Then there is the matter of the stones. These living stones aren’t just any stones. The cornerstone had been rejected by the builders. What does this mean for the other living stones we are supposed to be? That is another question for further reflection.

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Stumbling over Living Stones

Cemetary2With the help of a Salvation Army-style trombone, Bob Dylan sings with his wry humor that “they” will stone you for “trying to be so good” or when you’re “tryin’ to go home,” for “walkin’ on the floor,” for “walkin’ out the door,” and even when you are “young and able” or sitting “at the breakfast table.” Given the way his fans turned on him time and again for not singing what they wanted, it’s no surprise that “they” will stone you “when you’re playing your guitar.” Seems like “they” will stone you no matter what you do or don’t do. Then, after stoning you, they “will say you are brave” and then “they’ll stone you when you are set down in your grave.” As if “they” haven’t stoned you enough already. In the refrain, Dylan sings that he “wouldn’t feel so all alone/Everybody must get stoned.” Usually, persecution is “they” (i.e. everybody) against a victim, such as what happened in the stoning of Stephen. But if everybody gets stoned, then everybody is a victim and there’s nobody left to be “they” who will stone you. If we all become Stephen, not only do we get stoned; we “see heaven open and the Son of Man standing at the right hand of God” (Acts 7:56). This was the moment of epiphany for Stephen that transformed him into a forgiving victim like Jesus. In his speech to the Sanhedrin that outraged his listeners, he was not exactly a model of tactful diplomacy.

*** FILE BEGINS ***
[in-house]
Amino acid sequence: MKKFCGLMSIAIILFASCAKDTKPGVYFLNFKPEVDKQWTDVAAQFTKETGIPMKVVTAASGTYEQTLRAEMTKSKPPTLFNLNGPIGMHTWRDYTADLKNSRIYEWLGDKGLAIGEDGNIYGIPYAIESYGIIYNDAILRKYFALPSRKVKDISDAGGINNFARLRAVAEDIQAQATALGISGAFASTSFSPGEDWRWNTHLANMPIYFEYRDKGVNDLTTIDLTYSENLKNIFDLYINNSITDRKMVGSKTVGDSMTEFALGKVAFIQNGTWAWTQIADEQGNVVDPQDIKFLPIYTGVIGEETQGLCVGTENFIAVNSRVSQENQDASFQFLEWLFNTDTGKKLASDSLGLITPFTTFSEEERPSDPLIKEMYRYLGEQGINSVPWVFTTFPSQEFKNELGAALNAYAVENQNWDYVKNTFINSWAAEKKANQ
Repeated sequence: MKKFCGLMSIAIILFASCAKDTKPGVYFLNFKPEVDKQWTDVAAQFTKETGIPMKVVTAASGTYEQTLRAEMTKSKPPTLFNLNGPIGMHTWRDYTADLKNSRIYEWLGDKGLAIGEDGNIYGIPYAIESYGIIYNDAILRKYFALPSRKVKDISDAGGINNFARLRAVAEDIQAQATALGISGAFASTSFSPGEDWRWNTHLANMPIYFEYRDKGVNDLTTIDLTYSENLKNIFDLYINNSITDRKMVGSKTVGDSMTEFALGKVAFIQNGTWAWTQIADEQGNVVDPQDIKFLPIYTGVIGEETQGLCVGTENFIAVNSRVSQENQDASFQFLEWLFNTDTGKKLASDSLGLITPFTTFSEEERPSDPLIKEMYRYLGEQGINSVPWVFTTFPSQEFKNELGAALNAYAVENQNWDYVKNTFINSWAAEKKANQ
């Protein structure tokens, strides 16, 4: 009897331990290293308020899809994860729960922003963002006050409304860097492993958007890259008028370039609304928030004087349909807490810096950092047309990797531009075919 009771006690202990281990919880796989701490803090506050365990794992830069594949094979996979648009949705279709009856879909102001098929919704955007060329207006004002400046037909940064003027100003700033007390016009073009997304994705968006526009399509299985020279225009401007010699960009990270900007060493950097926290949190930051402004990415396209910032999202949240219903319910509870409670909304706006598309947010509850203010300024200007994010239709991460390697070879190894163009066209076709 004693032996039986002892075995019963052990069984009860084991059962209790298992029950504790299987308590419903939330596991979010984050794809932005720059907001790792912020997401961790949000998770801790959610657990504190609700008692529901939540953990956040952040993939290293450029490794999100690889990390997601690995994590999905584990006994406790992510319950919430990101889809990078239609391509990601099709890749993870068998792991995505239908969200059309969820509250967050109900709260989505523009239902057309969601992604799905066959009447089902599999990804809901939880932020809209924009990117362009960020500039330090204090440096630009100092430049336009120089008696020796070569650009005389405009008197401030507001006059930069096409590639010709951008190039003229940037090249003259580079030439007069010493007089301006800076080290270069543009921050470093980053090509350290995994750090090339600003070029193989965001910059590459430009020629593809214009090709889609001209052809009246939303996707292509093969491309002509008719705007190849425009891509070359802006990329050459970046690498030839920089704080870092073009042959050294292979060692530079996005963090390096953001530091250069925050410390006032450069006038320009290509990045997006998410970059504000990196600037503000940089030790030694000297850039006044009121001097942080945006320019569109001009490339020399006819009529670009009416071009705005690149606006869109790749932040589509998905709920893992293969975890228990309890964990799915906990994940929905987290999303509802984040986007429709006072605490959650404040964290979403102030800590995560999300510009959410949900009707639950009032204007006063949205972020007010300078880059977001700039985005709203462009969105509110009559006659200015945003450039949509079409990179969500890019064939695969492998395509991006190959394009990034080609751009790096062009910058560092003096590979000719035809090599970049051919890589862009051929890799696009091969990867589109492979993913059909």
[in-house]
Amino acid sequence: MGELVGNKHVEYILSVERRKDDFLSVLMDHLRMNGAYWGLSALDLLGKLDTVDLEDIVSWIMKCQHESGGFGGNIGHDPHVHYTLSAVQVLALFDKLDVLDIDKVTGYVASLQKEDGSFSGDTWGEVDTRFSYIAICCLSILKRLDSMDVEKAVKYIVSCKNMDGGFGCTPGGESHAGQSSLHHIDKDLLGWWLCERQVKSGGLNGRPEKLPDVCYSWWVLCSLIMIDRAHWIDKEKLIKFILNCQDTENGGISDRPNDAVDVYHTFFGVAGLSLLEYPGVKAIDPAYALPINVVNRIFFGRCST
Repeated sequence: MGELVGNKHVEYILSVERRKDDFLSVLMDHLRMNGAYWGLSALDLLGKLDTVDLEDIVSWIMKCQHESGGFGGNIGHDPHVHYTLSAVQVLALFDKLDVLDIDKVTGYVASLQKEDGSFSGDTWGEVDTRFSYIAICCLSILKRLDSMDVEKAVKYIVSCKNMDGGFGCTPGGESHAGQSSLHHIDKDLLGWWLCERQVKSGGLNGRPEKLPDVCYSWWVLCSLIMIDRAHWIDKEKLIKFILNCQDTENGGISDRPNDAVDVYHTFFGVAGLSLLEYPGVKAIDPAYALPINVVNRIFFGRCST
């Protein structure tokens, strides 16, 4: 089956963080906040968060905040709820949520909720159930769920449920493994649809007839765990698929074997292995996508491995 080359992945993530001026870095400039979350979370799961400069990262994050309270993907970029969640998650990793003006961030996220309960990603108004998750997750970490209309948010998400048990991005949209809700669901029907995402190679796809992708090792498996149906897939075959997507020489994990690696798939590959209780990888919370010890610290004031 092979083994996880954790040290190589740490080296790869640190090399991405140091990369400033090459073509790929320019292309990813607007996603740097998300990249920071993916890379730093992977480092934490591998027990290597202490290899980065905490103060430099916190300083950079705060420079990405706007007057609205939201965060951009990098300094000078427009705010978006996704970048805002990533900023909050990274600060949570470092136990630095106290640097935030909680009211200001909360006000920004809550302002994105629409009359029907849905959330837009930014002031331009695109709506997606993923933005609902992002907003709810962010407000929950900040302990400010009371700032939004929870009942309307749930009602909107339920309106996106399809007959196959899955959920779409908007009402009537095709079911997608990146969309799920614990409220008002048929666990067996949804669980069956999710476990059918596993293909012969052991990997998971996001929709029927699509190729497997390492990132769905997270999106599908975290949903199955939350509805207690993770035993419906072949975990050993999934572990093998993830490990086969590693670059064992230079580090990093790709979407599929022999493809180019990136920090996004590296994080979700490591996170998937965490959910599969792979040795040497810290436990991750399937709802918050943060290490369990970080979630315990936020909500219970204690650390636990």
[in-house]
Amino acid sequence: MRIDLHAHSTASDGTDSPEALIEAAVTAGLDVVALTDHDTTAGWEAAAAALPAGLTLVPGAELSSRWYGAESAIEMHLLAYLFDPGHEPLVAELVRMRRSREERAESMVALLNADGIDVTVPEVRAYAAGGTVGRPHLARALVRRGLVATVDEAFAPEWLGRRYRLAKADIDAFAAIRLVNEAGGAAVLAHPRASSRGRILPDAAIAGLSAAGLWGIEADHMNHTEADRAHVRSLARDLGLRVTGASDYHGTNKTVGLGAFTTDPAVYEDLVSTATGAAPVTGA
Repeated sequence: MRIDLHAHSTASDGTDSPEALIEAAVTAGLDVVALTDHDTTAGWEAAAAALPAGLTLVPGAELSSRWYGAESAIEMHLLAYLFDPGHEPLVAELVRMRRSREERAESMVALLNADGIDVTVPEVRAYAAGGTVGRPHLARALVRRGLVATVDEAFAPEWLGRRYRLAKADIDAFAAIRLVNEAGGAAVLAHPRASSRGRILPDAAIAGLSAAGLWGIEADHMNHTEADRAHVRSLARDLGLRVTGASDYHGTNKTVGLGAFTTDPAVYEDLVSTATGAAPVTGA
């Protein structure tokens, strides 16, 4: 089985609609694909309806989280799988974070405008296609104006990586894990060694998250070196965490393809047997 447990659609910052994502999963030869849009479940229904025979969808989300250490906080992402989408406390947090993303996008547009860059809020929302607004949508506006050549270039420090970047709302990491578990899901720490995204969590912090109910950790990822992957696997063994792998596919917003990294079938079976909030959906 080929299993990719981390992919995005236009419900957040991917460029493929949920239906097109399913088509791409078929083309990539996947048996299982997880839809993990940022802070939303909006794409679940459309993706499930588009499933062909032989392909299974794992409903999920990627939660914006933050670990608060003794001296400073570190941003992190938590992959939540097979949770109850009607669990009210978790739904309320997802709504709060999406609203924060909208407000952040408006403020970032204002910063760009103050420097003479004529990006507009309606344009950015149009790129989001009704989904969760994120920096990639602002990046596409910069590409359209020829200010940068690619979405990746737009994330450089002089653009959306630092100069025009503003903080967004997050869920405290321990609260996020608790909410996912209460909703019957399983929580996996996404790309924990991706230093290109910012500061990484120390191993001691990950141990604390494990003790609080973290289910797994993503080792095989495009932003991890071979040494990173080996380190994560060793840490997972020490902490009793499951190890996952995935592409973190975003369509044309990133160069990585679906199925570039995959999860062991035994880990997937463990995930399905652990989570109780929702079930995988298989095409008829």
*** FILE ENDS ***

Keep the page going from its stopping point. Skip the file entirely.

In his first epistle, Peter identifies Jesus with the living stone rejected by the builders that has become the cornerstone in Psalm 118. Jesus identified himself as this cornerstone at the end of his parable of the evil workers in the vineyard who ganged up on the owner’s son and killed him. (Mt. 21:33-41) Stephen was killed by stones the builders rejected and left outside of Jerusalem when they were building the temple. Jesus was threatened with stoning several times and escaped until his time had come and he gave himself up to the cross. When Jesus says that he is the way, the truth and the life and that nobody can come to the Father except through him (Jn. 14:6), he is saying that the only way to God is by way of the stone that was rejected. Rejected by whom? If we think it is other people who have rejected this living stone, we are probably right but we fail to understand ourselves in this. Moreover, we are rejecting the people we blame for these rejections and so we stumble over them and they stumble over us. Speaking for myself, I don’t like being rejected and I don’t instinctively feel that being rejected is the way to God. I would rather be the keystone in my own scheme of things. So, actually, I reject this living stone all the time and I stumble constantly over my fantasies of being the cornerstone of my own life. Much as I like Bob Dylan, I’d rather leave him all alone rather than get stoned.